WiSys: T180023US01

  • Patent applied for.

Reusable Enzyme-Free Glucose Sensor Offers Greater Stability, Longer Shelf-Life and Easier Fabrication


Shveta Malhotra, Yijun Tang

WiSys is currently seeking a strategic partner interested in further developing this non-enzymatic glucose sensor technology, ultimately providing a route to market for its commercialization.
OVERVIEWTraditional self-monitoring blood glucose sensors and strips are mainly enzyme-based. Although enzymes offer high glucose specificity, there are several drawbacks to these types of sensors. The enzymes have a short life span due to loss of activity over time. This loss and limitation of activity can be accelerated by exposure to humidity and temperature extremes during storage and transportation. In addition, during use, enzyme reactions require a relatively neutral environment. While normal blood samples meet this requirement, samples from other body fluids might be more acidic or exhibit other less favorable reaction conditions. Beyond medical applications, samples from food production and environmental testing might also present harsher conditions.
THE INVENTIONAn assistant professor of analytical chemistry and inventor from the University of Wisconsin Oshkosh has developed a non-enzymatic glucose sensing device using composite materials made of conductive polymers and metal nanoparticle catalysts. For routine blood glucose analysis, this sensor has the potential to offer several benefits over its enzymatic counterparts, including increased stability, reusability, easier fabrication and lower cost. The device also has the potential to overcome limitations of less ideal pH and temperature conditions, making it suitable for monitoring other body fluids as well as environmental and food production samples.
BUSINESS OPPORTUNITYThe global self-monitoring blood glucose (SMBG) market was estimated at USD 13.2 billion in 2017 and is expected to grow to 25 billion in 2026, representing a CAGR of more than 7%. The primary driver of worldwide growth in this market is urbanization and the associated increase in obesity, unhealthy diet and physical inactivity leading to a higher incidence of diabetes. Currently, North America dominates the market, followed by Europe and the Asia Pacific, which is the fastest growing region.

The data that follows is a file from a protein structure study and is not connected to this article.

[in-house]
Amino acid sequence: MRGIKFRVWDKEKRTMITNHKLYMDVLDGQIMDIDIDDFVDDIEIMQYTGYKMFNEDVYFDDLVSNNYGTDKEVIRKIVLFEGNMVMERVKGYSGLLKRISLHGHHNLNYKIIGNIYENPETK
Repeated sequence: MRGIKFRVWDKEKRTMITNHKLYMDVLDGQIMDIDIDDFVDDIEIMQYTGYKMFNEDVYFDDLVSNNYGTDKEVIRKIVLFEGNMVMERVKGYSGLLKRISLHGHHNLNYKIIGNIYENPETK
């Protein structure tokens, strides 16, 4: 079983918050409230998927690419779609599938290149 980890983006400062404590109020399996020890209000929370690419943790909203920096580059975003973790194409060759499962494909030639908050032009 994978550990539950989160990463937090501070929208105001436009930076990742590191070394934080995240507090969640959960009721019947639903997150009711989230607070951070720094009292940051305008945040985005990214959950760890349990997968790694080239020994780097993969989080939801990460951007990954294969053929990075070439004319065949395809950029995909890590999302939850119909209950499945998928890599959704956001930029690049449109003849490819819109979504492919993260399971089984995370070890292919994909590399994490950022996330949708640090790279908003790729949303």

• Routine blood glucose monitoring;
  • Monitoring of body fluids under extreme conditions;
  • Food production;
  • Environmental monitoring.
    • Active under harsher pH and temperature conditions;
    • Enhanced stability and better reproducibility;
    • Reusable;
    • Requires less stringent production and storage conditions;
    • Easier fabrication;
    • Longer shelf-life;
    • Lower manufacturing cost.
      STAGE OF DEVELOPMENTA prototype sensor in the form of a glucose strip has been developed and tested for factors such as applied potential, scan rates, glucose concentrations, and sensitivity. Preliminary results have shown the device to reproducibly reach a practical detection limit as low as 1.8 mg/dL, which is significantly lower than the 10 mg/dL detection limit offered by most test strips currently on the market. The device response time is less than 15 seconds. Continued refinement of this technology is underway, including further optimization of polymer and metal catalyst materials.
      Contact Information
      For current licensing status, please contact Jennifer Cook at or (608) 316-4131.
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      WiSys Technology Foundation serves the University of Wisconsin System comprehensive campuses by patenting and licensing discoveries to leading companies in Wisconsin, the United States and worldwide. Established in 2000 by the Wisconsin Alumni Research Foundation (WARF) and the UW System, WiSys is building the next generation of patent and licensing opportunities by fostering collaborations among campuses, private research organizations and industry, facilitating high-tech research with grant programs, and promoting student training for employment in a knowledge-based economy. WiSys's income is distributed to the UW campuses, the inventors and their departments to grow future discoveries and educational opportunities.